Processing for Android

Introduction to Cardboard

Get started with Google Cardboard to write VR apps using Processing.

(This tutorial is applicable only to version 4+ of the mode)

Google Cardboard

The Google Cardboard platform lets you use your smartphone as a quick entry point to Virtual Reality. The Android mode supports Google Cardboard, and you should be able to write 3D sketches that run on the phone as Cardboard apps in stereo mode and respond to the head movement. If you first need to get started with 3D in Processing, check this tutorial out.

Requirements

You need an compatible phone with Android 4.1 or higher and a gyroscope sensor for head tracking, and a Cardboard viewer. If you don't have a viewer, you can still run the sketch in monoscopic mode, which will be explained below.

If you are using verion 4.0-beta3, all additional packages needed to build cardboard apps are bundled into the mode, so there are no additional requirements.

If you happen to be using an older beta release of the mode, then you will need to install the processing-cardboard library separately. It provides specialized stereo and monoscopic renderers that work with the phone sensors to automatically update Processing's camera. This library is not available in the Contributions Manager, meaning that you need to install it manually. To do so, first download the latest library zip package from here, uncompress it and copy the cardboard folder into the libraries subfolder inside your sketchbook folder, and then restart Processing.

Getting started

After installing the Cardboard library, you need to select the Cardboard option in the Android menu to make sure that your sketch is built as a Cardboard app:

Cardboard selection

A basic sketch for Cardboard needs to include the library import, and the STEREO renderer:


import processing.cardboard.*;

void setup() {
  fullScreen(PCardboard.STEREO);
}

void draw() {
}

With this code, you should get an empty stereo view on your phone:

Stereo view

The stereo renderer works by drawing each frame twice, once for each eye. You can know what eye is being drawn in each call of the draw() function using the eyeType variable in the Cardboard renderer:


import processing.cardboard.*;

void setup() {
  fullScreen(PCardboard.STEREO);
}

void draw() {
  PGraphicsCardboard pgc = (PGraphicsCardboard)g;
  if (pgc.eyeType == PCardboard.LEFT) {
    background(200, 50, 50);
  } else if (pgc.eyeType == PCardboard.RIGHT) {
    background(50, 50, 200);
  } else if (pgc.eyeType == PCardboard.MONOCULAR) {
    background(50, 200, 50);
  }
}

Left and right eyes

You can notice that eyeType could also be MONOSCOPIC, which happens if you use the MONO renderer instead of STEREO. With the monoscopic renderer, the frame is drawn just once but the camera still responds to the movements of the phone.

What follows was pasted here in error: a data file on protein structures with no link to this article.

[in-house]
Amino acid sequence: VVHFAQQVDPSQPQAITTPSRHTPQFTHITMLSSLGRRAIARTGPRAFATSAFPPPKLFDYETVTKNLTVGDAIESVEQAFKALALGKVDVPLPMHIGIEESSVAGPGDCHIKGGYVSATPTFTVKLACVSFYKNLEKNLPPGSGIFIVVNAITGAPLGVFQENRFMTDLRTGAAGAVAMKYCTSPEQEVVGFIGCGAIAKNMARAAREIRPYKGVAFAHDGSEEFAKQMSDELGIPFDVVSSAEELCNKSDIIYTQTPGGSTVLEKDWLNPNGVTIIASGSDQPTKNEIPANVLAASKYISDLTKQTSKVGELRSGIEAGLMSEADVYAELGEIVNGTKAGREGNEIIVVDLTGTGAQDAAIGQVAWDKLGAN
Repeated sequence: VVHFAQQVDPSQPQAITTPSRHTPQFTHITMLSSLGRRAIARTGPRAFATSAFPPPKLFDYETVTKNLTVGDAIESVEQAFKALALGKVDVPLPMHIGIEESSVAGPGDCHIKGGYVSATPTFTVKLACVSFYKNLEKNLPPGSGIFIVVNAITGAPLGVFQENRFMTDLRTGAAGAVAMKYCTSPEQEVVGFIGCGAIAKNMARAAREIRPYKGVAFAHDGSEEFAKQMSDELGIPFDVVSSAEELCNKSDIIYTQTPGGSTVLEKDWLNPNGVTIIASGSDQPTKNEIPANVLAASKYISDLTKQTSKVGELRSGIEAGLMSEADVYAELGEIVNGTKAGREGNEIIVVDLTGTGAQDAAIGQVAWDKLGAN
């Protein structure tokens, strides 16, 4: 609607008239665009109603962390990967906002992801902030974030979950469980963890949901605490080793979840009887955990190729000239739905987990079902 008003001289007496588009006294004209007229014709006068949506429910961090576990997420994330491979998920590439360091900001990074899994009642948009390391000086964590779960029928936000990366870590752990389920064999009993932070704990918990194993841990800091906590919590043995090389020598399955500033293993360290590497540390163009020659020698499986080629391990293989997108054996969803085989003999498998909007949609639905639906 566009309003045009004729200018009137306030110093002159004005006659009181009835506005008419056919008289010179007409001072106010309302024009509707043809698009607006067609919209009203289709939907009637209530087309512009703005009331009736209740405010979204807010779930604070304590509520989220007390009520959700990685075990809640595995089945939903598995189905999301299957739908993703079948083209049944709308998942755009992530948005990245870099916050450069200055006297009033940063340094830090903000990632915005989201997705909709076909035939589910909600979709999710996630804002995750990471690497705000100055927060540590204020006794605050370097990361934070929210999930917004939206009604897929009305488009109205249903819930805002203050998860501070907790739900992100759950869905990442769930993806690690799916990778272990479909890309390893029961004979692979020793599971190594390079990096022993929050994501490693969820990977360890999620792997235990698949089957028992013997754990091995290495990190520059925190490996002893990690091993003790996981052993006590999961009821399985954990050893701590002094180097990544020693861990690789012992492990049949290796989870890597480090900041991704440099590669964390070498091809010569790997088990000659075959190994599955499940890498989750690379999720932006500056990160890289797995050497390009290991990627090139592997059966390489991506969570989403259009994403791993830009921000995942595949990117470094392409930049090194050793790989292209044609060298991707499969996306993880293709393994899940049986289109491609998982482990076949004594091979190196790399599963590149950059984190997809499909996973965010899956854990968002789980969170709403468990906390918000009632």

There is nothing special to add 3D objects to the scene, you simply use the same functions for drawing 3D primitives and shapes with the P3D renderer. You can also add textures, lights, and shader-based effects, like in the following sketch (full code available here):


import processing.cardboard.*;

PShader toon;
boolean shaderEnabled = true;  

void setup() {
  fullScreen(PCardboard.STEREO);  
  noStroke();
  fill(204);
  toon = loadShader("ToonFrag.glsl", "ToonVert.glsl");
}

void draw() {
  if (shaderEnabled == true) shader(toon);   
  background(80); 
  directionalLight(204, 204, 204, 0, 0, -1);
  translate(width/2, height/2);
  sphere(500);
}  

void mousePressed() {
  if (shaderEnabled) {
    shaderEnabled = false;
    resetShader();
  } 
  else {
    shaderEnabled = true;
  }
}

Toon shading example

Creating a more complex 3D scene

In this example, we will create a 3D scene with a few more objects. Let's start by defining a 2D grid as a reference.

Because performance is very important in VR to keep the framerate as high as possible and avoid simulation sickness in the user, we could rely on PShape objects to store static geometry and so avoid re-generating it in every frame:


import processing.cardboard.*;

PShape grid;

void setup() {
  fullScreen(PCardboard.STEREO);
  
  grid = createShape();
  grid.beginShape(LINES);
  grid.stroke(255);
  for (int x = -10000; x < +10000; x += 250) {
    grid.vertex(x, -1000, +10000);
    grid.vertex(x, -1000, -10000);
  }
  for (int z = -10000; z < +10000; z += 250) {
    grid.vertex(+10000, -1000, z);
    grid.vertex(-10000, -1000, z);      
  }  
  grid.endShape();  
}

void draw() {
  background(0);
  translate(width/2 - 1000, height/2, 500);
  shape(grid);
}

Now we can add some objects! In order to optimize performance, we can group several 3D shapes inside a single PShape group, which is faster than handling each object separately, like so:


import processing.cardboard.*;

PShape grid;
PShape cubes;

void setup() {
  fullScreen(PCardboard.STEREO);
  
  grid = createShape();
  grid.beginShape(LINES);
  grid.stroke(255);
  for (int x = -10000; x < +10000; x += 250) {
    grid.vertex(x, -1000, +10000);
    grid.vertex(x, -1000, -10000);
  }
  for (int z = -10000; z < +10000; z += 250) {
    grid.vertex(+10000, -1000, z);
    grid.vertex(-10000, -1000, z);      
  }  
  grid.endShape();  
  
  cubes = createShape(GROUP);
  for (int i = 0; i < 100; i++) {
    float x = random(-1000, +1000); 
    float y = random(-1000, +1000);
    float z = random(-1000, +1000);
    
    float r = random(50, 150);
    PShape cube = createShape(BOX, r, r, r);
    cube.setStroke(false);
    cube.setFill(color(180));
    cube.translate(x, y, z);
    cubes.addChild(cube);
  }
}

void draw() {
  background(0);
  ambientLight(150, 150, 150);
  pointLight(255, 255, 255, 0, 0, 0);
  translate(width/2 - 1000, height/2, 500);
  shape(cubes);
  shape(grid);
}

The final result should look like this, depending on your viewpoint:

Grid and boxes